eBike incentives are back on the table in the U.S.

A bill has been reintroduced in the House of Representatives to incentivize the purchase of an ebike in the United States.

Many view electric vehicles as the primary solution to helping ordinary people limit their day-to-day carbon emissions, but others believe more drastic action may be necessary. To help even further cut down on carbon emissions for many Americans, some propose ebikes as a valid alternative. To further this cause, a bill has been proposed in the U.S. Congress to incentivize their sale.

According to David Zipper, who initially reported the new bill’s appearance on Twitter, the upcoming bill is a reintroduction of a previous bill that was defeated just two years ago.

As noted by Zipper’s lengthy Twitter thread, the EBIKE Act, introduced by Representatives Jimmy Panetta (D, CA), Earl Blumenauer (D, OR), Mike Thompson (D, CA), and Adam Schiff (D, CA), shares much with its killed predecessor, but with some fundamental changes. The bill has been introduced alongside a companion bill in the Senate, proposed by Senator Brian Schatz (D, HI).

The EBIKE Act, which stands for the Electric Bicycle Incentive Kickstart for the Environment Act, would provide Americans up to $1,500 or 30% of the purchase price of an ebike of their choosing (whichever is less). This includes not only traditional ebikes but also e-cargo bikes and etrikes, up to the max purchase price of $8,000.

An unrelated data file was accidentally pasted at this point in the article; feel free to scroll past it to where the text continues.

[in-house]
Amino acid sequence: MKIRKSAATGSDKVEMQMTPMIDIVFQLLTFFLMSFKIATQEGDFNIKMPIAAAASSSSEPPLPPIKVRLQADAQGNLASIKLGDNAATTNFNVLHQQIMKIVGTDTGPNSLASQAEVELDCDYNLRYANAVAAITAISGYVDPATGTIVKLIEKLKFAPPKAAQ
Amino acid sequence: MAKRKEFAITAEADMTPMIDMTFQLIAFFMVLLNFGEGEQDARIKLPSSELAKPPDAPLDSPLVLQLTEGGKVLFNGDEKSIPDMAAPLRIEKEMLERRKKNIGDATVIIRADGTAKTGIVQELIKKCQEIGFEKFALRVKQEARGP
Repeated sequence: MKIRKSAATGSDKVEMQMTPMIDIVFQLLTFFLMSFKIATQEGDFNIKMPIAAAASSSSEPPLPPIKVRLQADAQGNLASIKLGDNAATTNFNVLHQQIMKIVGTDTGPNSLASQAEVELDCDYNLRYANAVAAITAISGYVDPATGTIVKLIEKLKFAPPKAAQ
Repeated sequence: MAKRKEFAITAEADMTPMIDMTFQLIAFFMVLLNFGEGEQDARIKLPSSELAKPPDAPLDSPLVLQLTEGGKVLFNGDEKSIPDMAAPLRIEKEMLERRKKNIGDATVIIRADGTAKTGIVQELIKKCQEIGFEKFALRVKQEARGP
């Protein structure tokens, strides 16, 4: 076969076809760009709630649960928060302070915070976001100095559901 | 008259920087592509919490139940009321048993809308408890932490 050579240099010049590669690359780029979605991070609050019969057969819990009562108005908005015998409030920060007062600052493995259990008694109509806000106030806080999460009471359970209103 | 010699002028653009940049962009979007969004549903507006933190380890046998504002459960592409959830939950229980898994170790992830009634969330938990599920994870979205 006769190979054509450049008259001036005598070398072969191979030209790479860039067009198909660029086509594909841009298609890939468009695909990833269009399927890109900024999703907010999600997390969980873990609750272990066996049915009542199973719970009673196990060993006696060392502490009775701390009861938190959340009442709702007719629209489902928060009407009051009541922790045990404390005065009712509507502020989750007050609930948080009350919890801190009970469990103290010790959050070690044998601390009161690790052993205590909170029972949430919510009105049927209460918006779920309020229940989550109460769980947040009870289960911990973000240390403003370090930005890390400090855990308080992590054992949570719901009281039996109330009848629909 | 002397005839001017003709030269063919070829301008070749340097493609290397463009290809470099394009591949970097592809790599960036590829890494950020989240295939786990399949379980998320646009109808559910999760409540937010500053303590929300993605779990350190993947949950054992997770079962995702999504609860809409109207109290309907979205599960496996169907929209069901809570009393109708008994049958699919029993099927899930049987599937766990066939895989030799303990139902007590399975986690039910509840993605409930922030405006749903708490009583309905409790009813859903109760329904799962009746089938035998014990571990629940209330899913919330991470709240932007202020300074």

While this structure is similar to its predecessor, the new EBIKE Act raises the maximum income limit to $150,000 for individuals or $300,000 for joint filers. Further, the incentive would be made available through retailers, making it easier for buyers to receive the discount. Lastly, an ebike would only qualify for incentives if it passed a thorough safety qualification, primarily aimed at its battery system.

While this would be the first ebike incentive from the federal government, it certainly wouldn’t be the first in the United States. Numerous states and cities have already implemented ebike incentives of their own.

As David Zipper noted, this bill has more than double the number of representatives backing it, which could aid its efforts as it heads to the House floor. However, it is far from a slam dunk. Unlike the previous bill, the EBIKE Act is entering a divided Congress. Furthermore, many notable concerns from both Democrats and Republicans have not been addressed in the new iteration of the Act.

Unlike incentives available in Cities and States, this bill would primarily help those living in urban areas who can use their area’s more prevalent bike infrastructure. Further, with the bill’s aim to limit carbon emissions, a traditional bicycle still beats an ebike in this regard, making some question why this segment is not included in the incentive pool as well. Nonetheless, before this bill can get anywhere near a vote, it may need significant tweaking and will still have to battle for a slot in a hostile, divided legislature.

What do you think of the article? Do you have any comments, questions, or concerns? Shoot me an email at You can also reach me on Twitter @WilliamWritin. If you have news tips, email us at!

eBike incentives are back on the table in the U.S.
To Top